May 31, 2012 at 8:08 PM ET
How will you know whether a site is funny in the future? It may be that it will carry an ".LOL" on the end of the address instead of ".com," so you know for sure that it is supposed to cause laughter. Google has applied for the .LOL top-level domain, or TLD, along with a batch of other ones it thinks may benefit the company or the Internet at large.
ICANN, the organization that regulates and sells top-level domain names, starting allowing applications for new top-level domains last year, and a few (such as the controversial .XXX) have already been created. But the window to apply just closed, and ICANN must now sort through some 1,900 applications. At $185,000 per application, that's more than $350 million in fees, which makes the process a lucrative one for them.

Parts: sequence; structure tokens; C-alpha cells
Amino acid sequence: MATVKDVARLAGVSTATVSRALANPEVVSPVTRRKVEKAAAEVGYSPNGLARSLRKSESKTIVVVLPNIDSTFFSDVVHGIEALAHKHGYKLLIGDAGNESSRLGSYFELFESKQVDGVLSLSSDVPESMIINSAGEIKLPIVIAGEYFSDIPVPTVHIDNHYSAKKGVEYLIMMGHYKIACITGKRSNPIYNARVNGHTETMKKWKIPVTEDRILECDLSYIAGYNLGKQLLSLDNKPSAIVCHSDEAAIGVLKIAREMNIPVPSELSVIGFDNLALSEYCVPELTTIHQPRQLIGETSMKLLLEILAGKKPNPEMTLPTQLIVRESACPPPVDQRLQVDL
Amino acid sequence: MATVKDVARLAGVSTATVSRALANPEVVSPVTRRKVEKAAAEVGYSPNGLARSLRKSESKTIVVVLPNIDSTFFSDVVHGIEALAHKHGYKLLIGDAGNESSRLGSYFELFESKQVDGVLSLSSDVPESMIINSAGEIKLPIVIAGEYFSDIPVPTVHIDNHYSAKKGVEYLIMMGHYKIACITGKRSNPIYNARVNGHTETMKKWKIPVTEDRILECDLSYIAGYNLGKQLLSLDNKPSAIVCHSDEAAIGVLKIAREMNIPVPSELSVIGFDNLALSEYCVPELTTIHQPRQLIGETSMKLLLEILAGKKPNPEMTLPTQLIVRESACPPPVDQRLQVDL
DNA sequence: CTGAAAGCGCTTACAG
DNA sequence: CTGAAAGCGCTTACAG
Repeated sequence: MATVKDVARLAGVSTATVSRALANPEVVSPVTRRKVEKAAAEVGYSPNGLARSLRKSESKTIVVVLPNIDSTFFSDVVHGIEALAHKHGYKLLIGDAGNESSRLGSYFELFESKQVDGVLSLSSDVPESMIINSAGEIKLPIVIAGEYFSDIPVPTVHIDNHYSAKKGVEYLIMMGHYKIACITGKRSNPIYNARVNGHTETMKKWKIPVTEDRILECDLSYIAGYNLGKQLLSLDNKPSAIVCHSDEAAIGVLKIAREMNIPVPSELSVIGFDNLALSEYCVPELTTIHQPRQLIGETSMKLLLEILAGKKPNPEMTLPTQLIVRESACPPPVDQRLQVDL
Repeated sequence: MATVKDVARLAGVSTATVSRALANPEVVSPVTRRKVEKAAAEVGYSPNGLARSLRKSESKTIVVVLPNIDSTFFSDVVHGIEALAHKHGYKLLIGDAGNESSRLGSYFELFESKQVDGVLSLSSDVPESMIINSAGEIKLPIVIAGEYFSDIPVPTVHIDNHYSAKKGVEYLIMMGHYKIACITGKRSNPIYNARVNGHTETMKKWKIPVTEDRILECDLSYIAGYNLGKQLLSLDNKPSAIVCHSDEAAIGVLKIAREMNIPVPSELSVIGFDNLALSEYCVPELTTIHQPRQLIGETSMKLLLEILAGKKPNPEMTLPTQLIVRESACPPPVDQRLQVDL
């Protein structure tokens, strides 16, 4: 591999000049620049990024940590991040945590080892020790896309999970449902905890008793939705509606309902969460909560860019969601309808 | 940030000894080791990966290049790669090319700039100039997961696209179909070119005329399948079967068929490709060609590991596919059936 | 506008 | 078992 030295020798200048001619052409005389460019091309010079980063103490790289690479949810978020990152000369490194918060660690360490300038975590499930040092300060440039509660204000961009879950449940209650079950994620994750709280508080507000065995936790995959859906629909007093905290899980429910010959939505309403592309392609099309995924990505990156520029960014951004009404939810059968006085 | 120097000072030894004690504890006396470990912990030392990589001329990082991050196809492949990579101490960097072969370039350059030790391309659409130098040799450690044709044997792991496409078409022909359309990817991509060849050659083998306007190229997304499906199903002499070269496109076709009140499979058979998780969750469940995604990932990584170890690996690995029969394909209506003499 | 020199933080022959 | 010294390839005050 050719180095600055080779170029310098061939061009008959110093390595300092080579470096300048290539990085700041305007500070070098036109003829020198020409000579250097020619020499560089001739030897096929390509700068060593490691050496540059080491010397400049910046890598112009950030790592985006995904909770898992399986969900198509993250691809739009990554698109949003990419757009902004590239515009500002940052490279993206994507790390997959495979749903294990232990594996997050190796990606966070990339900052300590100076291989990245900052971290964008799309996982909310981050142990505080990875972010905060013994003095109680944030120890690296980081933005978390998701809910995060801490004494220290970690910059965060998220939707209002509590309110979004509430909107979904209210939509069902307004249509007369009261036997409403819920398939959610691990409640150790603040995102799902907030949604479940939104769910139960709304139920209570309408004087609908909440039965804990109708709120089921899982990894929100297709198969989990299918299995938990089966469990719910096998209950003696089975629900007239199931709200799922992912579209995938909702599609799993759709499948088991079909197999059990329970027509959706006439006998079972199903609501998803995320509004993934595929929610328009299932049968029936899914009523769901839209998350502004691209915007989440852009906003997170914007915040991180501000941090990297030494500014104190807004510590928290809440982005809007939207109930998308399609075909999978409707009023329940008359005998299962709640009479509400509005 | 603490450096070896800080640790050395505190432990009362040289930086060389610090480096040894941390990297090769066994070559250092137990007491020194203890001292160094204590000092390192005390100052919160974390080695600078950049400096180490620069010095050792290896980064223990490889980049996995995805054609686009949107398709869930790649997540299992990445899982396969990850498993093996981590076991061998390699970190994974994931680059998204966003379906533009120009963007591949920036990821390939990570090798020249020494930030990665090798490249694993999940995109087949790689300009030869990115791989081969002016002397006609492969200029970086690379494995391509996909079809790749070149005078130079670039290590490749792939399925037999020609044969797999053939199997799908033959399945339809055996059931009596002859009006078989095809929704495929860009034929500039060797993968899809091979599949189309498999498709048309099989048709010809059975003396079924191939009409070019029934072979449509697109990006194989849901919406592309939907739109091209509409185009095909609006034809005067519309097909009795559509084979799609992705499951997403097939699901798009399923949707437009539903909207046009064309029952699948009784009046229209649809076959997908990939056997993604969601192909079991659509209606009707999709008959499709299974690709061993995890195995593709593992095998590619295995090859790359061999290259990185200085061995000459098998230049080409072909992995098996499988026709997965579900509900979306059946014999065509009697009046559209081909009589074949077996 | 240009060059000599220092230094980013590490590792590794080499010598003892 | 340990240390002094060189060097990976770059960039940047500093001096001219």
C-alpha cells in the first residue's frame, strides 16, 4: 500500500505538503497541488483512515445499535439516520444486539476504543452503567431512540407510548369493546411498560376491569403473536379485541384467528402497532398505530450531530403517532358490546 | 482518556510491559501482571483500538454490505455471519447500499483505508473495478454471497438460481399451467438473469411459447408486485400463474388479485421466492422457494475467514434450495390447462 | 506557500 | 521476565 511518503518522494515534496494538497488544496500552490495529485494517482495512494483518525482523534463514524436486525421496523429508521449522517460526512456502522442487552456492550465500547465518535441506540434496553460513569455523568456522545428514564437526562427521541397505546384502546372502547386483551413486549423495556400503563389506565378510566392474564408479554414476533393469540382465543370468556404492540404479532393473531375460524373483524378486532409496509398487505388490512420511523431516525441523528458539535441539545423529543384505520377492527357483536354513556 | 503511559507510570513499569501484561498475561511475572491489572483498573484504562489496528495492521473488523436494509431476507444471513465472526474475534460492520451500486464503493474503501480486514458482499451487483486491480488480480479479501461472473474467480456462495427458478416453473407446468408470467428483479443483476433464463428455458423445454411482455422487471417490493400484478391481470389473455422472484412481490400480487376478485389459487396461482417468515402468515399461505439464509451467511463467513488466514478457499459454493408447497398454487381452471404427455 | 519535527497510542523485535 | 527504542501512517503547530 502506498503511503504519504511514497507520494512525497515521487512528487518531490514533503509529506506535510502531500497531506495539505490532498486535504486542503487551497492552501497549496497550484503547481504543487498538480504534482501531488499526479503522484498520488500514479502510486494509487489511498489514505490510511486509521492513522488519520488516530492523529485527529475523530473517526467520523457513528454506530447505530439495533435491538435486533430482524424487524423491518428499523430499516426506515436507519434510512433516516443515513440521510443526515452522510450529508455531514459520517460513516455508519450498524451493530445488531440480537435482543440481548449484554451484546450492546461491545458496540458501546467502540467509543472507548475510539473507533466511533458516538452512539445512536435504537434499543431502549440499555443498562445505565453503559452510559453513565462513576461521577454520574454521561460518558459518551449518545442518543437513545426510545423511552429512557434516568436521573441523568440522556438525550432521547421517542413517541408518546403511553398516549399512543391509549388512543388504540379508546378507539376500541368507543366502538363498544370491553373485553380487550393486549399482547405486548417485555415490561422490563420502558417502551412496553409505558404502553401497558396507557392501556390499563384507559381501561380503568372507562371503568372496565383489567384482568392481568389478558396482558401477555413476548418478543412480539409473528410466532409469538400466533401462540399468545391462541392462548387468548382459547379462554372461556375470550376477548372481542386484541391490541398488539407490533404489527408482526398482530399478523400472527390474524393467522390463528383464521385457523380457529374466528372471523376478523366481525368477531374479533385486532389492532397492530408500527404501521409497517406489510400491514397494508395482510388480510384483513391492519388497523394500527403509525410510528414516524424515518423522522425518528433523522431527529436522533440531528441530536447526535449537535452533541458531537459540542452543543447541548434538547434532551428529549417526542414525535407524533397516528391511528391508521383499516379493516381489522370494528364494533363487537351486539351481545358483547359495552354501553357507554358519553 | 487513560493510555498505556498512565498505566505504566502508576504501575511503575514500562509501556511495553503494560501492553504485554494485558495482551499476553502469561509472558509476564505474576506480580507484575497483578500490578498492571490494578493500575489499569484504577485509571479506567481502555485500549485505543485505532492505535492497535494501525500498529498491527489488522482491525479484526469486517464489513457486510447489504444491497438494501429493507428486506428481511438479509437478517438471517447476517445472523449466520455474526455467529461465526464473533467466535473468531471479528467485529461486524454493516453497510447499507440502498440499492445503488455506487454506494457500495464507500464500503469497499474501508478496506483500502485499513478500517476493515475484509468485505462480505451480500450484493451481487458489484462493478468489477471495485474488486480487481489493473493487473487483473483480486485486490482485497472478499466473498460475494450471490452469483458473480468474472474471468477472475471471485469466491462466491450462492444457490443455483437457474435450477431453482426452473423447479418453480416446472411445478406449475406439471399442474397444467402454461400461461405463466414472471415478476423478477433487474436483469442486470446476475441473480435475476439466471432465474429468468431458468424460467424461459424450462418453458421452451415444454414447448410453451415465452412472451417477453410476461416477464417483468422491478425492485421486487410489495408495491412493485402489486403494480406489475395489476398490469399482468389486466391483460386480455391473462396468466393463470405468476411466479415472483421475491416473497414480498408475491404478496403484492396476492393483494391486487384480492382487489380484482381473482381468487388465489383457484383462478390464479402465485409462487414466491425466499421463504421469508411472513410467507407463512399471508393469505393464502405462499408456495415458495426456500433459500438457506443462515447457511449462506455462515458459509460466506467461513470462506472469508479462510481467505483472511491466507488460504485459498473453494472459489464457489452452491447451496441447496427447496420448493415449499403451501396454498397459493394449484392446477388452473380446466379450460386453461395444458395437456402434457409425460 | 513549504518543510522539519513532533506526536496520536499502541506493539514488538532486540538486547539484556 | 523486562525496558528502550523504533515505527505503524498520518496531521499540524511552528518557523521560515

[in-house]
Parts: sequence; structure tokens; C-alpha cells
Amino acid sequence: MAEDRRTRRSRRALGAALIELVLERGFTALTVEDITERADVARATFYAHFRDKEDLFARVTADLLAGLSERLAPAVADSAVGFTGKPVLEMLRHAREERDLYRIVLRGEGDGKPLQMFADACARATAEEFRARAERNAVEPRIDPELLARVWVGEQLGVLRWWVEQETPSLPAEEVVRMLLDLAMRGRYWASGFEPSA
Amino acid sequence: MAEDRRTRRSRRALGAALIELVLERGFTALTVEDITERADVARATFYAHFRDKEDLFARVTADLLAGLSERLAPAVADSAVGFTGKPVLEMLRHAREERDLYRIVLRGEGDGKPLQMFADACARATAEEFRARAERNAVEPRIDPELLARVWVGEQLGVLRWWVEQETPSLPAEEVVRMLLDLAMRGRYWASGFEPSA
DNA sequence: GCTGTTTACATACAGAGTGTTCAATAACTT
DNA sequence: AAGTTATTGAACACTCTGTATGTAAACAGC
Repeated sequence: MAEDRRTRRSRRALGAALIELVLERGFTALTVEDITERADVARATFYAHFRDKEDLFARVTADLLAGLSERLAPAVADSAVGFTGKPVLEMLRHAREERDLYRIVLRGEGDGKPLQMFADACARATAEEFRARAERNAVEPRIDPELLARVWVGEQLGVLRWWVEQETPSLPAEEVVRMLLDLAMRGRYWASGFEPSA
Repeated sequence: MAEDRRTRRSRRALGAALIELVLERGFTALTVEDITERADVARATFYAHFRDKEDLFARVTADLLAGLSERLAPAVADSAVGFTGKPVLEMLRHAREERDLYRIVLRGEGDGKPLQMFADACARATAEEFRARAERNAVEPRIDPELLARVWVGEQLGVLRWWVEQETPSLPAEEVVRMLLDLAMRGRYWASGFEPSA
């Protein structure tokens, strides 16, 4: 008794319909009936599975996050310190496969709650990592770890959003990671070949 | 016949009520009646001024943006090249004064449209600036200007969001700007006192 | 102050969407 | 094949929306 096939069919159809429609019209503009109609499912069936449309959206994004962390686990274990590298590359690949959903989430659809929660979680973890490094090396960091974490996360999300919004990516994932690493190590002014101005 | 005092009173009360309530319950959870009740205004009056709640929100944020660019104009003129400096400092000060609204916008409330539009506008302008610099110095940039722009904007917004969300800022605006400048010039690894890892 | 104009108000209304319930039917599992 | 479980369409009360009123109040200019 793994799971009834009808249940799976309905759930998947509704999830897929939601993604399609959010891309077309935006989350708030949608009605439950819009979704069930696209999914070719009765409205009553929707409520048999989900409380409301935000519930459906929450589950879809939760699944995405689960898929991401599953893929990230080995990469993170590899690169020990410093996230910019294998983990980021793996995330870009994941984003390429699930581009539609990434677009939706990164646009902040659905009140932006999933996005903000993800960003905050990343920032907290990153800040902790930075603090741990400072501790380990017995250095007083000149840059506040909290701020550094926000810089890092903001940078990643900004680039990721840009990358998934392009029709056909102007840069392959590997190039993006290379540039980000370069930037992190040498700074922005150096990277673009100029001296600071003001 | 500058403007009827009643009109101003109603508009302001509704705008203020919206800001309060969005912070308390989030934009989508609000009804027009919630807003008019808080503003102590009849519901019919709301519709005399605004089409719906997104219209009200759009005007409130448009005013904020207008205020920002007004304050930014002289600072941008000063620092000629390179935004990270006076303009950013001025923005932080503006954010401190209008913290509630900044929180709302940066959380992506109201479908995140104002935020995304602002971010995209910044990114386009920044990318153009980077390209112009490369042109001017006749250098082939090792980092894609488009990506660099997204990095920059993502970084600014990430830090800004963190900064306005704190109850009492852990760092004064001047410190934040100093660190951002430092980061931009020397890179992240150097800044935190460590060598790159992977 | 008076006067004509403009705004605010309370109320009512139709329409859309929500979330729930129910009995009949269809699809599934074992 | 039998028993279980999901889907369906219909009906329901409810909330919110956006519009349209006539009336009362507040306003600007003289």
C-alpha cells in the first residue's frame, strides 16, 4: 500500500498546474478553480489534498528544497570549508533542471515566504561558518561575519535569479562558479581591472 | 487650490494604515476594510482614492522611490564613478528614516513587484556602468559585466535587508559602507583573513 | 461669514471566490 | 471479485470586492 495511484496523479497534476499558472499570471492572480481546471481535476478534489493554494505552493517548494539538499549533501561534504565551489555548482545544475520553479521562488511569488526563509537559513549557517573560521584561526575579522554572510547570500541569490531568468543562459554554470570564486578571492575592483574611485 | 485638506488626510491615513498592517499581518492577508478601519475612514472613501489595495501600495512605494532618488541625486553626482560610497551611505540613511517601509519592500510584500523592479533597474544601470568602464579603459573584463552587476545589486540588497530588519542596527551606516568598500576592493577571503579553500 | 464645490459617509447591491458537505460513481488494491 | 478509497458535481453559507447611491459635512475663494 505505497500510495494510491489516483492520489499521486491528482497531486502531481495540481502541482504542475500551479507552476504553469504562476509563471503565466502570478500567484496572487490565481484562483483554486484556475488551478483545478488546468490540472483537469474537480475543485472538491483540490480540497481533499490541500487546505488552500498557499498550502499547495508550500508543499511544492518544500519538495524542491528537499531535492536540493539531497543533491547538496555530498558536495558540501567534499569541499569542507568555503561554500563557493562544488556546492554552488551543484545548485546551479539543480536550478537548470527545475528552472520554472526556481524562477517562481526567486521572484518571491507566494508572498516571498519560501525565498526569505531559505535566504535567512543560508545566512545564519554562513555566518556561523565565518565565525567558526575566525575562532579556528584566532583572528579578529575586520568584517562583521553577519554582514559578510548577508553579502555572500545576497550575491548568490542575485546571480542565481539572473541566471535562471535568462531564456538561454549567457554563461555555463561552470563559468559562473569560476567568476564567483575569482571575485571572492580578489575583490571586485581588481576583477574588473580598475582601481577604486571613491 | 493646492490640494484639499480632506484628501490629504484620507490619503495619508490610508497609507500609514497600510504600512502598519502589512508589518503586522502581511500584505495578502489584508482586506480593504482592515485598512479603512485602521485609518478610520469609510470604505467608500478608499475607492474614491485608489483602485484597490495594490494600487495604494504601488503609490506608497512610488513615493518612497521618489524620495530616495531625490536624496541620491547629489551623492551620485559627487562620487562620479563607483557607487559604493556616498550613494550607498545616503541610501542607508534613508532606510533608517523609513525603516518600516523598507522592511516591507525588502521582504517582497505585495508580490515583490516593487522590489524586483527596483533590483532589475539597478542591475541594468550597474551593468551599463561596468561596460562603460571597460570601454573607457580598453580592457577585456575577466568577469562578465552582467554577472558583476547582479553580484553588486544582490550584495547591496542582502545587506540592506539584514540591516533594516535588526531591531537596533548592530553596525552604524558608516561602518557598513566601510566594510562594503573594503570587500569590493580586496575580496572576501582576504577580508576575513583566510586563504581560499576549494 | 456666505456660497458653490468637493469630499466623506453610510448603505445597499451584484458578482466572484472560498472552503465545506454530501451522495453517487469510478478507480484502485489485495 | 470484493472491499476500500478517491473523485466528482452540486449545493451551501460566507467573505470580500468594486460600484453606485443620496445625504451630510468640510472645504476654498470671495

Google put in more than 50 of those applications, a source told Ad Age, which puts the search giant's expenditure north of $9 million. Among the company's applications, the predictable — .google and .youtube — the generic, such as .doc, — and the surprising: .LOL.
In a blog post at Google, computing and Internet pioneer Vint Cerf, acting as Google's Chief Internet Evangelist, describes .LOL as having "interesting and creative potential."
It's too early to tell whether the application will be handled speedily or accepted in the end, but one thing is for sure: in a few years, domains like .LOL, .MEME, .SCHOOL, and probably every other generic noun or action will be thick on the ground. The years of being able to guess a website by putting a .com at the end of a name may be coming to an end.
Devin Coldewey is acontributing writer for msnbc.com. His personal website iscoldewey.cc.